November 26, 2014

Anchoring Learning: Using Anchor Charts

My classroom does not contain signs that I've purchased from commercialized companies.  The walls of my classroom tell a story.  They show what my students have learned so far this school year.  They are looked at and used by my students on a daily basis because they are a reflection of their journey, not the result of a haphazard $50 online purchase of pretty looking posters so that the parents that come to open house at the beginning of the school year think my classroom looks nice.

If anchor charts tell a story, here are a few from our journeys in 6th grade Language Arts this school year.

A realization I have come to from trying out sixth grade after teaching eighth grade last year is that sixth graders ask A LOT of questions.  Many of these questions, I do not know the answer to.  This is where I turn to my handy dandy "Google Board."  Many of our questions come from things we're still wondering about while reading.  The best part about a Google Board?  On the days when I mistime the end of class and am left with a few extra minutes, this makes for the perfect class activity.

We use anchor charts to document "Book Talks" that have been given this school year to trigger ideas for independent reading time.  We also track "Books We've Shared" during interactive read aloud.

My co-worker and grade level LA teammate, Kelly, came up with this awesome idea.  For literature circles, students bring discussion points to drive the small group discussion.  As you can probably imagine, some of these discussion points cause better discussion than others.  This is where the "Hall of Fame Discussion Points" come in.  Students who prepare awesome discussion points get to put them on the anchor chart after the group's discussion.  This serves as a great model for other students to aim for when creating discussion points of their own.

In order for students to understand their reading, they must understand the words they read.  Here is a list that my students came up with of ideas to use when they do not understand a word in their reading.

During interactive edits, we have been discussing reasons authors use commas.  Here is an anchor chart that explains one of the reasons.  I am always amazed at how students take on the terminology and can teach each other and explain why authors use commas.  I'm such a huge fan of interactive edits for this reason.

Sometimes anchor charts are simply reminders and a place to reference like this one which details different types of punctuation and how to spell each type.

"Ms. Kiehl, I don't know what to write about," [insert slightly whiny voice].  Avoid this question and make this anchor chart.

When we read Counting by 7s during our first interactive read aloud of the school year, the point of view created a lot of dramatic irony.  It was nice to talk about a more difficult literacy concept through an interactive read aloud with the whole class.  I am now seeing many students apply what they know about irony to the independent and guided reading books.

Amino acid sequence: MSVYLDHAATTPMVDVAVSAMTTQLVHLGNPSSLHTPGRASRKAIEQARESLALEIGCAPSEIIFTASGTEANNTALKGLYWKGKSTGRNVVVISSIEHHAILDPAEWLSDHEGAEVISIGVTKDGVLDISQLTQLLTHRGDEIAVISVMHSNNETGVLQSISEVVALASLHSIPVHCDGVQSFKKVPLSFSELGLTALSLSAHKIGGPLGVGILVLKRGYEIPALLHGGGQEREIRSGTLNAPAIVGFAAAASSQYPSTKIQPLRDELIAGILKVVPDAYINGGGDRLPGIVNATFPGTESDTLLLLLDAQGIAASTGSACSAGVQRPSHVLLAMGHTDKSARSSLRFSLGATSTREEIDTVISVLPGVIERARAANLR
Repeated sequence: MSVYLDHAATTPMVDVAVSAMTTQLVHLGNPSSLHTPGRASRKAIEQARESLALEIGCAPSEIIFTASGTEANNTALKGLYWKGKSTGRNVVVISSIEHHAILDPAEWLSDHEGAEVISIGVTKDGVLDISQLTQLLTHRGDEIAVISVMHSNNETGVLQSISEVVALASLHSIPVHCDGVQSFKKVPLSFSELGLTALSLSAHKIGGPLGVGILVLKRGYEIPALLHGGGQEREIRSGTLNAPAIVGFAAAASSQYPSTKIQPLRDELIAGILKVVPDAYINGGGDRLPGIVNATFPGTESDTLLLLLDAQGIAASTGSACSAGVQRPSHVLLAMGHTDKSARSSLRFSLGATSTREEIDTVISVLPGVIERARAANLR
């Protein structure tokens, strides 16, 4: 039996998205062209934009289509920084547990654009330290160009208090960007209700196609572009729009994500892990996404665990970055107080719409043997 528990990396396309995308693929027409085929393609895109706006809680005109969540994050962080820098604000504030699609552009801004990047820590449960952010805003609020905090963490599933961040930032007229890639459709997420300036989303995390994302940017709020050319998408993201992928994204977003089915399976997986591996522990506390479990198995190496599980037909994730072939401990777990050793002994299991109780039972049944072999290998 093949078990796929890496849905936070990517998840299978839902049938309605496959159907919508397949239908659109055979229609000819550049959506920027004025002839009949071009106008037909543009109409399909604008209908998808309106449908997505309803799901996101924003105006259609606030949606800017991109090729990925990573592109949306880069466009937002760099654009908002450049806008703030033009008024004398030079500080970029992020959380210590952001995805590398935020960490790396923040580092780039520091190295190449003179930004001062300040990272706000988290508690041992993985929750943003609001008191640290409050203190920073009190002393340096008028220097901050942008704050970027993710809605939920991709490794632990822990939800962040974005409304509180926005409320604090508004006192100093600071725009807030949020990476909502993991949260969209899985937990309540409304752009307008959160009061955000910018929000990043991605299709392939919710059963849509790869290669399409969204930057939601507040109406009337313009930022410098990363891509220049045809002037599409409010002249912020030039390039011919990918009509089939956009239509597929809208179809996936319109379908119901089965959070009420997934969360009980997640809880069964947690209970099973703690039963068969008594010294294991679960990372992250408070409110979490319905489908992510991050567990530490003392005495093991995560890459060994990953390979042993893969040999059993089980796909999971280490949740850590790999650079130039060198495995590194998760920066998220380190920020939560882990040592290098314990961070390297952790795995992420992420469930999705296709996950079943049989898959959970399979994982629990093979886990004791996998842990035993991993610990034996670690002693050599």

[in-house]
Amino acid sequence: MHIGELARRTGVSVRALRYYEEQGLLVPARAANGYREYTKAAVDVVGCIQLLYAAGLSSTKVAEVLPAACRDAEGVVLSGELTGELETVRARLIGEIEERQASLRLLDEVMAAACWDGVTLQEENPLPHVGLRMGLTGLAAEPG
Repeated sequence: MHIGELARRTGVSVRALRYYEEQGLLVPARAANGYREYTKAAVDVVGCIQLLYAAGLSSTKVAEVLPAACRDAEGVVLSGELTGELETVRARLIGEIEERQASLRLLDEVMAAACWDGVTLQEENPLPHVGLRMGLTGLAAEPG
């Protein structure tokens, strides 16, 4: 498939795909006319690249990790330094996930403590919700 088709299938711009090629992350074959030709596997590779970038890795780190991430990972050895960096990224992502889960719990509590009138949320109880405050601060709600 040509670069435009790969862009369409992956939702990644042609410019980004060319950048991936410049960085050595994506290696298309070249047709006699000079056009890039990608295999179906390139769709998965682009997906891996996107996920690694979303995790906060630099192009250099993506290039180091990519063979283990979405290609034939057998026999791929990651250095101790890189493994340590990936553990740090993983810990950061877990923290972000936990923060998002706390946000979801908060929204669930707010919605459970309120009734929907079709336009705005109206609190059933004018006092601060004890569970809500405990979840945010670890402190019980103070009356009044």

Anchor charts can also be a way to set routines and expectations for different class contexts.  My students are using Google Classroom this year to submit a weekly "Writing about Reading" and "On Demand Writing."  I can't wait to tell you more about this at a later time, but here is the anchor chart that sets the expectations for Google Classroom use.

We are also working on what paragraphs contain.  Part of developing high expectations involves having clear expectations for students.

So there you have it.  A story of our sixth grade LA classroom through anchor charts on the four walls inside of it.  I would love to hear what you think about the anchor charts below or for you to share pictures of anchor charts in your classrooms!


  1. I love that your anchor charts are ongoing records of learning. I agree that this is the best way to use the wall space in the classroom because it gives students ownership of the material.

    This is a bit of a tangent, but I'm struck by the fact that you teach your students to use the double space after each sentence. When I studied journalism in college, I learned that it's considered wrong by all modern typographers (but I know APA still recommends it). I wish we could all just agree on ONE style and avoid the confusion!

    Happy Thanksgiving, Kasey!

    1. After not using anchor charts my first few years of teaching and now using them over the last four, I can't believe I ever lived without them! To have something for myself and students to refer to when something from an anchor chart comes up in class is so awesome.

      As far as the double space after each sentence goes, you have definitely got me thinking! I know this is always what was taught to me in school, and I've never been told any different or researched it for myself (which I now will)! Thanks for bringing it up! :)

  2. Love your anchor charts, as well as your writing workshop ideas. I purchased your TPT product on writing memoirs. My students loved it. I recently started selling on TPT, and even more recently started blogging about it as well. Your blog was one of the ones I used to help sort of guide me in knowing what to include. Thanks so much for sharing.

    1. Hi Lyndsey,

      Thank you so much for the feedback on my blog and TpT products. I will definitely swing over to your blog as well to check it out!



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